The Fresh Loaf

News & Information for Amateur Bakers and Artisan Bread Enthusiasts

Too hot for rising bread - doubling in 20 minutes!

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CeraMom's picture
CeraMom

Too hot for rising bread - doubling in 20 minutes!

I need good starting point for making bread in hot weather. It is 30* in our apartment at not quite 10am, and I'd like to bake bread. The last time I did bread this hot though, it doubled in 20 minutes the first rise, the second rise even faster, and it was very, very bland.


I use cups, not scales. Please help!


 

nicodvb's picture
nicodvb

1/3 or 1/4 of the usual amount, possibly in a preferment (biga or poolish).

kneading's picture
kneading

I live in Arizona and was having the same problem. I was told to place my bread rising container in a larger container which has water and a few ice cubes in it.

davidg618's picture
davidg618

you can alternatively, wrap a dampened cloth around the proofing container. Evaporation will cool the container, and I second cutting the amount of yeast used.


David G.

maiasimon's picture
maiasimon

proof it in the fridge overnight

Franko's picture
Franko

This will help you calculate the water temperature you need for your desired dough temperature. All the temps are in centigrade


 multiply your desired dough temperate X 3, then subtract from that number the room temperature , then if you're using a stand mixer like a KitchenAid subtract 3 to account for the friction temperature. From this number subtract the temperature of your flour . This will give you the water temperature you need.


 


an example:


say you want a desired dough temperature of     28C


                                                  multiply 28C X 3C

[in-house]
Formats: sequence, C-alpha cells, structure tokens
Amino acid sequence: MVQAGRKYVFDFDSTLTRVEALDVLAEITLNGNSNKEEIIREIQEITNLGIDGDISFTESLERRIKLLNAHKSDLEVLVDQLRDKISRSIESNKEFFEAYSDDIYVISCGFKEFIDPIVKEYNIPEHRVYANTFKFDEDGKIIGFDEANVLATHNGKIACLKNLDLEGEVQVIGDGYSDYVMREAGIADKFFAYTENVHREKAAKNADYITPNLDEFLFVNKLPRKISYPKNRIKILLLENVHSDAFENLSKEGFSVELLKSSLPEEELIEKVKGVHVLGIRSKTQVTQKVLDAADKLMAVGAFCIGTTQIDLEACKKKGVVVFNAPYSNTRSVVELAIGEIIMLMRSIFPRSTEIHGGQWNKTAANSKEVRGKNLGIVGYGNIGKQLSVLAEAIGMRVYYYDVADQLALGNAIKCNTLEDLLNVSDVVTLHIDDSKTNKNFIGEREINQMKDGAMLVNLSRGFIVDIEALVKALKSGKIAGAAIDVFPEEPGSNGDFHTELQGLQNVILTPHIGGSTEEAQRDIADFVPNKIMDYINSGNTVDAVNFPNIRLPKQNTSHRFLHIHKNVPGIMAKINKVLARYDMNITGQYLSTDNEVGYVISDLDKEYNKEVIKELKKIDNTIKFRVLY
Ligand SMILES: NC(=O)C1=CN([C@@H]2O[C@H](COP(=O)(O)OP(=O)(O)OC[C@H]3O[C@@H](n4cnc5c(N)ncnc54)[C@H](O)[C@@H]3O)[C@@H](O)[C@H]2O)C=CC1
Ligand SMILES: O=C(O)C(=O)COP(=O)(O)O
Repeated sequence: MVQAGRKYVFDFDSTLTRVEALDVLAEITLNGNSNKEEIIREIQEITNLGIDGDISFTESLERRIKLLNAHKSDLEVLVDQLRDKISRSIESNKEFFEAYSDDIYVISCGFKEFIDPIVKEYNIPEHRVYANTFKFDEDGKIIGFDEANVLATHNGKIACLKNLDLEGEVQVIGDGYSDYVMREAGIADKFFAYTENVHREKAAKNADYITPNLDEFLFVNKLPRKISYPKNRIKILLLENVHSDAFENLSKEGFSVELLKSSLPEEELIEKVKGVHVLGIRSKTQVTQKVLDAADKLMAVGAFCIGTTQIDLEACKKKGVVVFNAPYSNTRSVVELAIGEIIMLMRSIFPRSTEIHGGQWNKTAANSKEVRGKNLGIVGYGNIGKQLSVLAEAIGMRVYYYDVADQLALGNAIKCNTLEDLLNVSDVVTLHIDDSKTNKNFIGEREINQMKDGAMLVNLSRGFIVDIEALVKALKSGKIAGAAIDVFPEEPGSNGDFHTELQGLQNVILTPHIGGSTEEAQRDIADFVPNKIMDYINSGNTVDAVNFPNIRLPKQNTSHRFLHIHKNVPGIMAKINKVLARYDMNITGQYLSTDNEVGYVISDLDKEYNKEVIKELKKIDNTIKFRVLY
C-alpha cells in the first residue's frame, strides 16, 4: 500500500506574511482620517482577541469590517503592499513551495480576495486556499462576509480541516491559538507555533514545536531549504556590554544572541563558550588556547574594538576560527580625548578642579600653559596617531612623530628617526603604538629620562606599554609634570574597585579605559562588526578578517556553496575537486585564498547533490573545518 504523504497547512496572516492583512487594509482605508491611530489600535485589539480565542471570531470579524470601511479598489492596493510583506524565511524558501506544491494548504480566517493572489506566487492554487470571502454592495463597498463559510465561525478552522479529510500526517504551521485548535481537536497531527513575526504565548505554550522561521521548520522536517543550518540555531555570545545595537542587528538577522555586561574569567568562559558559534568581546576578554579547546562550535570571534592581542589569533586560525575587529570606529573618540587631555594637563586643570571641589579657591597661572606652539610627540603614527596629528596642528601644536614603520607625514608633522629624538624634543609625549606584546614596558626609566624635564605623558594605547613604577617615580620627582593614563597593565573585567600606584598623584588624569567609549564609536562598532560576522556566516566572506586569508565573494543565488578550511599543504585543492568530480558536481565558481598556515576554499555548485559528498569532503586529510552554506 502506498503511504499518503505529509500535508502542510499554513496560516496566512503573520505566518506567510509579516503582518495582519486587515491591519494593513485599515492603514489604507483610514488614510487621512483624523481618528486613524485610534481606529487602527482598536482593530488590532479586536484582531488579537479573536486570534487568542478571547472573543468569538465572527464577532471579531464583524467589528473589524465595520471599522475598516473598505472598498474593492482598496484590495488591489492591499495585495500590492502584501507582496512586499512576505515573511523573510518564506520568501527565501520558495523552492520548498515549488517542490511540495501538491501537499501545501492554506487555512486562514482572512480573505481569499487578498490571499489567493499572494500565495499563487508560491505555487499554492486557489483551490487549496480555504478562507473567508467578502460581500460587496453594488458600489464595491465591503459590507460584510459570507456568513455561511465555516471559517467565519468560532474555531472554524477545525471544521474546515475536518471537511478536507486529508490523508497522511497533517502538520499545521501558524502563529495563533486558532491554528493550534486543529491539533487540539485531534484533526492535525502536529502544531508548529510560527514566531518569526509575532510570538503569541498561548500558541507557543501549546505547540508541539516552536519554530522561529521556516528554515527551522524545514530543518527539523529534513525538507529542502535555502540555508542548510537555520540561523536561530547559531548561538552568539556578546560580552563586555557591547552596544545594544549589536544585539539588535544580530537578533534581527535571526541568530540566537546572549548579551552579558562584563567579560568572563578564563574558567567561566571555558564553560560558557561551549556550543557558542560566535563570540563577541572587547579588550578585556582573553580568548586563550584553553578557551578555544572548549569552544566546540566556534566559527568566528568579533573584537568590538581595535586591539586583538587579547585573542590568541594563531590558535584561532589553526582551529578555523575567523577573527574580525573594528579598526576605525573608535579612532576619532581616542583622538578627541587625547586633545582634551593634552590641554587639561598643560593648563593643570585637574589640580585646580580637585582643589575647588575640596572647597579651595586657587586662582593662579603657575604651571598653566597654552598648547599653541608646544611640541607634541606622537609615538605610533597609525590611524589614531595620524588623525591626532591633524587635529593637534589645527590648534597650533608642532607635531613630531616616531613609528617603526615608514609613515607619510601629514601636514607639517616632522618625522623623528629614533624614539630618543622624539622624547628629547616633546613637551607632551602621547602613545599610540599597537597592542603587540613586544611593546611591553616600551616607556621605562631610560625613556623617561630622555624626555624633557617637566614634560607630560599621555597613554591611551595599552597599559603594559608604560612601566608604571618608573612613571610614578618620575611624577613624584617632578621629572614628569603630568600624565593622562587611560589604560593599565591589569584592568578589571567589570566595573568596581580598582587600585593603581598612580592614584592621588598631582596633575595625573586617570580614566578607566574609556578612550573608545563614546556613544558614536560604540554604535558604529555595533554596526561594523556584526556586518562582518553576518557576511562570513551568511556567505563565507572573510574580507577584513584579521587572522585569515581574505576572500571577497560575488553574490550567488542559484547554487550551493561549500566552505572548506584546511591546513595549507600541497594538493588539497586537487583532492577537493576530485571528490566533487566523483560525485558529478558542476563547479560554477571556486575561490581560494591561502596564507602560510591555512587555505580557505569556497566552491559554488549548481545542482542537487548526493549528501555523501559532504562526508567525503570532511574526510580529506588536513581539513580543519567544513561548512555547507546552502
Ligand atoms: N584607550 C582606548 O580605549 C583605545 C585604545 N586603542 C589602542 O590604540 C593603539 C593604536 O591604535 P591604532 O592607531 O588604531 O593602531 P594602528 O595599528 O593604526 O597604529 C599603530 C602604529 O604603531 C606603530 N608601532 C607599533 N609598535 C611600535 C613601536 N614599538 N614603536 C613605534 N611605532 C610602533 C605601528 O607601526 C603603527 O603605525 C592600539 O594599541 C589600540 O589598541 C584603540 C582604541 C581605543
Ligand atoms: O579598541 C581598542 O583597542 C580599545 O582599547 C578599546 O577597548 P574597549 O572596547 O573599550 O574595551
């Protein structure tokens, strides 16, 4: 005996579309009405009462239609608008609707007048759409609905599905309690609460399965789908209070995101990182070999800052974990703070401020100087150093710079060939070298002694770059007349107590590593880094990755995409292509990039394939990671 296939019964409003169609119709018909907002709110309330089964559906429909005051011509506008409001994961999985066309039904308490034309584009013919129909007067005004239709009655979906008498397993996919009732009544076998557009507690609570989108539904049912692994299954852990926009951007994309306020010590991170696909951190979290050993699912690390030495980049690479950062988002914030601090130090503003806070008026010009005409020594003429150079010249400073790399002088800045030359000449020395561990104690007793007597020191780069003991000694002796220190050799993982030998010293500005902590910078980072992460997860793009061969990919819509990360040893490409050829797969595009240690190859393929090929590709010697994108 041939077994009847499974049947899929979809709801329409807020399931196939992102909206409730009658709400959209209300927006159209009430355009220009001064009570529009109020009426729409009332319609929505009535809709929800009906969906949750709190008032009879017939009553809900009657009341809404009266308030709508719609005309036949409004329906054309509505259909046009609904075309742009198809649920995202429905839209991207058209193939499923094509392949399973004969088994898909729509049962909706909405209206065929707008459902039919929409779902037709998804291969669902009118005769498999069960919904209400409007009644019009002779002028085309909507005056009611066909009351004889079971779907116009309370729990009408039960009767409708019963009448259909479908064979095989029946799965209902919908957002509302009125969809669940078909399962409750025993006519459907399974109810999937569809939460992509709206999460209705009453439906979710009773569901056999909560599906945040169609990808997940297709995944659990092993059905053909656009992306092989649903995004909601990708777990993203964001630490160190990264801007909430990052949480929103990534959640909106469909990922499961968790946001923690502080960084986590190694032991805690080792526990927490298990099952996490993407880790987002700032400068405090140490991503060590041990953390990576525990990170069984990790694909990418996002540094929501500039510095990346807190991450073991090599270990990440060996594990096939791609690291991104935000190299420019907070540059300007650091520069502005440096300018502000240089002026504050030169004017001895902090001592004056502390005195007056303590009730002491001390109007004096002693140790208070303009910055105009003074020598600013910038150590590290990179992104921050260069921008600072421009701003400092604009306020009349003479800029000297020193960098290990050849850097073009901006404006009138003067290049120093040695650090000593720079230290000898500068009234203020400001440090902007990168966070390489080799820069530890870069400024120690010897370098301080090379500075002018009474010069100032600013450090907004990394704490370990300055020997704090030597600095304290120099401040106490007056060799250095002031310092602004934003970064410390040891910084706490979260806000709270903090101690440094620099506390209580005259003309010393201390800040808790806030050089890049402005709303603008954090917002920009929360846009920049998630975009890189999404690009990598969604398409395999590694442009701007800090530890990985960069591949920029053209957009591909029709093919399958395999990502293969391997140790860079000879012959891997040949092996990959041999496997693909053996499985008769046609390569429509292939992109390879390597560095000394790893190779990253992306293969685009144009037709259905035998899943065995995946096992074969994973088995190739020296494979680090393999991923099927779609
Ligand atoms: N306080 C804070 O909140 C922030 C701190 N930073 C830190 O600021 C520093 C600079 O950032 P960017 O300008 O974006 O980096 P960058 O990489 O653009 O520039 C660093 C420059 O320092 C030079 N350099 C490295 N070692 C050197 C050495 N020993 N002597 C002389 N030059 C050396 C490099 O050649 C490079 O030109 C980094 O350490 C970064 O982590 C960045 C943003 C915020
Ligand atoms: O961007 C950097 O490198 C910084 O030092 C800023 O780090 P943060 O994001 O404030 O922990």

= 84C


 


 subtract your room temperature                    -  30C


                                                                 = 54C


subtract the mixer friction (approx)                 -  3C


                                                                 = 51C


    subtract your flour temperature                  - 24C


this gives you your required water temperature    = 27C


 


Using this calculation and some of the other suggestions that have already been posted will give you a good starting point and help to keep the ferment temperature under control.


Good luck, stay cool

knud's picture
knud

I turn the oven light on and let my dough rise in the oven, i seams that the light bulb in the oven produces the right temp for rising the dough


 


Knud

wassisname's picture
wassisname

I've been wondering about this lately as my garage stays about 95-100F this time of year, and I would love to be able to use that to my advantage.  If one was to utilize a soaker and preferment for flavor development, ala Peter Reinhart's Whole Grains method, could a rise that fast actually be an effective time saver?  Or is that just too hot?  I'll probably try at least once, but if it's guaranteed to end badly that would be good to know.

JBeddo's picture
JBeddo

I live in Northern New Mexico at 6500 so at my altitude bread rises too fast as a general rule. I let my bread rise a third time to allow it to develop the flavor. You might try punching it down one more time than you normally would.

DrPr's picture
DrPr

Just came across this thread while trying to figure out how to safe my overly-active yeast which had already twice led to 30/40 minute rise times for my whole wheat loaf. It's about 77F - maybe I used too much yeast. I've punched the dough down (thanks JBeddo) and it's comin' up fast a third time. Guess I'll bake it now and see what happens!